The standard first question you’re asked when you say that you homeschool is, “What about socialization?” Of course. By “socialization” they really are kindly and quite concernedly wondering if your kids will turn out weird and how they’ll function in the world after being isolated from other kids.
This is a very exciting topic to cover. Get comfortable.
Let’s talk about “weird.” I’m sure that we all know some families that might be considered “weird”. It occurred to me when we were first looking into homeschooling and Bobby and I both could think of a few “odd” families that homeschooled that, when I took a second to think beyond homeschooling, there were also “odd” or “weird” families that sent their children to public school. But why don’t we naturally look at public schooled families that way too, in all fairness??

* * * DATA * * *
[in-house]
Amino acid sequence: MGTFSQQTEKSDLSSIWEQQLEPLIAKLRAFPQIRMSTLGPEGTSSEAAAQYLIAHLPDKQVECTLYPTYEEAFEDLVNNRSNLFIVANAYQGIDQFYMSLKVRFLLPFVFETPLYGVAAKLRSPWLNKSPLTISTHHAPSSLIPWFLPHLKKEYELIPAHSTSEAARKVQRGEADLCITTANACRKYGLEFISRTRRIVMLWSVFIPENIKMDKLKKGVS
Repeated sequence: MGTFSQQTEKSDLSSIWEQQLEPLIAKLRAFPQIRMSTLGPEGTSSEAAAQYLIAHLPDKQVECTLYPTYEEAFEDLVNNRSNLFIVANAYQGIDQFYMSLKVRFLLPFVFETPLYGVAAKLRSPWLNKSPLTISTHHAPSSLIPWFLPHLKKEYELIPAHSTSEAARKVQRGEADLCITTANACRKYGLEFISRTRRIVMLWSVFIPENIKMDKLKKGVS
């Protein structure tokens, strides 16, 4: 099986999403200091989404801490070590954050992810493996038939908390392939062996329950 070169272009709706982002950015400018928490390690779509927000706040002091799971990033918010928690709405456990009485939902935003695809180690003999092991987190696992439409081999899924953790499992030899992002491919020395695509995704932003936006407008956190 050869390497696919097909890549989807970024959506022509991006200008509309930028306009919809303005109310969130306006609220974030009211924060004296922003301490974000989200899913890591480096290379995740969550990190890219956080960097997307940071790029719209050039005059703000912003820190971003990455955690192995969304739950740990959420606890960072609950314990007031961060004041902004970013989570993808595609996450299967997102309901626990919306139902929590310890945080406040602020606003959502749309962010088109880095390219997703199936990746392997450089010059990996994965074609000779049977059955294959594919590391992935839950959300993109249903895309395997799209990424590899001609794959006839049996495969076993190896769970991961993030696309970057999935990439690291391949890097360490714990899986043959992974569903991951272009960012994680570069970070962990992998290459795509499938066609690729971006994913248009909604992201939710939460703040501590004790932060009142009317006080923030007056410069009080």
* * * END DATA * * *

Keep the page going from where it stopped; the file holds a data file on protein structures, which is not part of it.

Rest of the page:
Here comes my weird parents in, weird children out theory.
As I’ve observed and I’m sure you’ve observed, if the parents are “weird” then the kids will be “weird”. And I don’t mean that in an unkind way.
Think off the top of your head of an unusual family you know of. Are the parents a bit odd? The likely answer is yes. So why do their kids tend to be “weird”? Because they are their parents’ children. It doesn’t matter if they go to school or homeschool. Blame genetics or family dynamics or whatever you’d like. The reality is that children tend to take their personality, behavior, and “weirdness” (or lack thereof) cues from the family they are raised in.